R: On the other hand, with a still image, if you have to do a clean-up, it’s just one frame to fix. It’s not 25 frames a second, that you have to deal with.

T: Yeah.

R: I’m sure you’ve worked with many tabletop and live-action directors. How important do you think it is that the director specializes in food while filming tabletop films? Do you think a live-action director can achieve the end-product with the help of a food stylist?

T: I think every tabletop director is in the same profession as a food stylist. It’s all about: details, perfection, one little square of light…

R: Ok, so, without giving any names away; what defines a good tabletop director?

T: Oof, it’s a really hard question.

R: Good! (they both laugh)

T: I’m really in no position to say what’s good and what’s not. I’m a part of the team that tries to make the one shot perfect. In this team everyone knows what we have to achieve. After 28 years of working in this business, I think a good director must: look for the light, for the camera movements, the food; so in the end, they achieve a perfect look.

R: Getting into sort of trends again: can we talk about messy food? Because there was a period of time when everything had to look like fine-art photography – beautiful images that you wanted to hang on your wall, but they didn’t have ‘appetite’ appeal. I would like you to talk a little about the difference between creating a beautiful image and a tasty image.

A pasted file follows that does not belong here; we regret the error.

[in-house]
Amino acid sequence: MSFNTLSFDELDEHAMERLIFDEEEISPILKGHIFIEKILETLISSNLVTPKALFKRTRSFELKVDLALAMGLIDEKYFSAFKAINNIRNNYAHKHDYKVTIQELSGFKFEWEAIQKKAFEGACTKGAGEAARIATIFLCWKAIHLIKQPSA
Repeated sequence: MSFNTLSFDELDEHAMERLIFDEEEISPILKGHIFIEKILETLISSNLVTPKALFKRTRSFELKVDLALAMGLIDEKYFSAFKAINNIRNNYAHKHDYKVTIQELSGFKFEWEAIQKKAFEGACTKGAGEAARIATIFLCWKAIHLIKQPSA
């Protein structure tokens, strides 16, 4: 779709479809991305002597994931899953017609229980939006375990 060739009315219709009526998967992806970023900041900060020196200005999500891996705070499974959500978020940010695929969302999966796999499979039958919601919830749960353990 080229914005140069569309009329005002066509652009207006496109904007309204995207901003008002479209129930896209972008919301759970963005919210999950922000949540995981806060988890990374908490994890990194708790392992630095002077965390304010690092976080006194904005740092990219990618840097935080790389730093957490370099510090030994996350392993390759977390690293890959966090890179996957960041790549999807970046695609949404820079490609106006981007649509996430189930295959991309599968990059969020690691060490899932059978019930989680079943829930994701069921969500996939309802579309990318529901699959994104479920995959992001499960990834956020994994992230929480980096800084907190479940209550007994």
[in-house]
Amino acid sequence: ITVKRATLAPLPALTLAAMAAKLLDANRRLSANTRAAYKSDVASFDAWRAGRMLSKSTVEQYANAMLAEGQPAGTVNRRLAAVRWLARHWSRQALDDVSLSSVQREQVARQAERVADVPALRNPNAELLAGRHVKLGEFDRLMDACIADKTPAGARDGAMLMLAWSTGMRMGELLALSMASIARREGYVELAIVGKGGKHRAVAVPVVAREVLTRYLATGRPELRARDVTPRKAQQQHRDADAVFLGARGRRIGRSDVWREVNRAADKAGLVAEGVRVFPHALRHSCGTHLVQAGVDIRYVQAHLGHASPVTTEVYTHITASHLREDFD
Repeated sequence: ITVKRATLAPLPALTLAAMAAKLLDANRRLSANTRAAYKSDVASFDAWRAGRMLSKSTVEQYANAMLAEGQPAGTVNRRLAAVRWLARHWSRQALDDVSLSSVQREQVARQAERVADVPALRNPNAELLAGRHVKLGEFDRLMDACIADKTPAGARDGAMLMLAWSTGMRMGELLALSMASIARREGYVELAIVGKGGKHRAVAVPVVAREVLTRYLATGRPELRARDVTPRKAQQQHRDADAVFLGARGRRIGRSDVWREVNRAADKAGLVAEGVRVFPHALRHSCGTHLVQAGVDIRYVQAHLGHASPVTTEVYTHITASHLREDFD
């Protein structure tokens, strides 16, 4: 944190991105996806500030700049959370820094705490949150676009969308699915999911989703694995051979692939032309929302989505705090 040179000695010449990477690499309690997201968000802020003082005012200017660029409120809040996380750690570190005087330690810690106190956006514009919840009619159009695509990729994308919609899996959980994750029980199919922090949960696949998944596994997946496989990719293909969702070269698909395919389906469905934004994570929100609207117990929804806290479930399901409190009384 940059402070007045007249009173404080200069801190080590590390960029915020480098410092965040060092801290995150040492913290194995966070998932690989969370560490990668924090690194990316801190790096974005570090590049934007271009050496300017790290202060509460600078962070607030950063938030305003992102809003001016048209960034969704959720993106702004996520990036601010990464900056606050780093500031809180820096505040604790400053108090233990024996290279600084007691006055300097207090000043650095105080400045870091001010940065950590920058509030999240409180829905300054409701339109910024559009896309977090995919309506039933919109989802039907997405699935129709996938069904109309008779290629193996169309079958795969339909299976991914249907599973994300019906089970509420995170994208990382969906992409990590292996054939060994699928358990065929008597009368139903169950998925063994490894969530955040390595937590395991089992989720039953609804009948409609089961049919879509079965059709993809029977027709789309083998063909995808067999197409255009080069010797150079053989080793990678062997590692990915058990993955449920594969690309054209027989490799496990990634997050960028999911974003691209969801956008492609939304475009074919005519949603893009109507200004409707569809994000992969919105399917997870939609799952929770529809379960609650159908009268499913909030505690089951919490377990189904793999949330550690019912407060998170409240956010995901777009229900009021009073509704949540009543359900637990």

T: I feel like today, everything can be beautiful and everything can be tasty. In the beginning, in the 90’; I couldn’t use black pepper, because people would say it looks like dirt on the table. Yet now: it’s all about the bread crumbs, salad leaves, red wine drops on the table. I think it’s a learning process for everyone – it’s learning about what looks good for everyone. At the moment, we love these ‘dirty’ tables, the ‘dirty’ styling, because it makes it home-style. I guess, it also depends on the product.

R: Tell me, what are some of commercials that you’re really proud of.

T: I’m really good in fast-food-styling. I’ve been working for McDonald’s for 20 years, for different countries: Germany, Poland, Switzerland, Baltic states, even China. They are a very big client for me. In the beginning, we were doing many, many pack-shots – which were basically – pretty burgers. Now we have so many food scenes with action; and these action food scenes are the ones I like the most. This one moment, when for a second everything looks perfect: the drop, the light, the camera movement. We’re all working together with robot arms now, that are all computer-triggered; which makes it easier for food stylist to create beautiful pictures.